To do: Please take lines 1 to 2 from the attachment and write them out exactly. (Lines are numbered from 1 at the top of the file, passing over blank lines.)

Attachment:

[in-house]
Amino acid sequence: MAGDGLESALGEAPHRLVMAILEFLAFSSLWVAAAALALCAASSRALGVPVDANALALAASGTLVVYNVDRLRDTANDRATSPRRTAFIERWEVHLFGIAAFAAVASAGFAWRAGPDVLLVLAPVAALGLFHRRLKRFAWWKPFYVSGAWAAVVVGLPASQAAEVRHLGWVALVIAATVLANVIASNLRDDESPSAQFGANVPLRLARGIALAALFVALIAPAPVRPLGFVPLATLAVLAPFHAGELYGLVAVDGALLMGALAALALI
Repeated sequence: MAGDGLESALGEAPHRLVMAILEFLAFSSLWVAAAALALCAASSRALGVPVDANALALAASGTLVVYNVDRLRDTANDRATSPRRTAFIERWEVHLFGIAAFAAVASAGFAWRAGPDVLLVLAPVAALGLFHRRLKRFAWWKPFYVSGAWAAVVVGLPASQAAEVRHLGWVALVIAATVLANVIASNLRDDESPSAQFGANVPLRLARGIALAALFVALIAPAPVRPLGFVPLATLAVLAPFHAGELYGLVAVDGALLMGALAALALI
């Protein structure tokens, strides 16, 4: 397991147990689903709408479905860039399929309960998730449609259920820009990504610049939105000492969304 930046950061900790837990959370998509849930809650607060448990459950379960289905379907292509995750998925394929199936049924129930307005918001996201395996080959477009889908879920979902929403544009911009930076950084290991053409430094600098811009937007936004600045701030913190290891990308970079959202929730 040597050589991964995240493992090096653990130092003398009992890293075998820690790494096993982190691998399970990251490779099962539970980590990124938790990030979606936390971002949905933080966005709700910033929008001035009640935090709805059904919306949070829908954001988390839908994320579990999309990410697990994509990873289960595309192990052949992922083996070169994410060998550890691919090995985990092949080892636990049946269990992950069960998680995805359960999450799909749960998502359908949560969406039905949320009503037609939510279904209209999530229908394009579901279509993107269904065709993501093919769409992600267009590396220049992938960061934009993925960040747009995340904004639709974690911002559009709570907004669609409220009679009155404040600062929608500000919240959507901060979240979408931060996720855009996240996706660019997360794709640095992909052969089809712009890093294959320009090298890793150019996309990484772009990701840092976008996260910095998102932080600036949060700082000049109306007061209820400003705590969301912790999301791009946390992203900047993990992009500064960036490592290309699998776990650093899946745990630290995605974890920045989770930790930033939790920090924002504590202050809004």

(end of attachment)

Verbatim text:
[in-house]
Amino acid sequence: MAGDGLESALGEAPHRLVMAILEFLAFSSLWVAAAALALCAASSRALGVPVDANALALAASGTLVVYNVDRLRDTANDRATSPRRTAFIERWEVHLFGIAAFAAVASAGFAWRAGPDVLLVLAPVAALGLFHRRLKRFAWWKPFYVSGAWAAVVVGLPASQAAEVRHLGWVALVIAATVLANVIASNLRDDESPSAQFGANVPLRLARGIALAALFVALIAPAPVRPLGFVPLATLAVLAPFHAGELYGLVAVDGALLMGALAALALI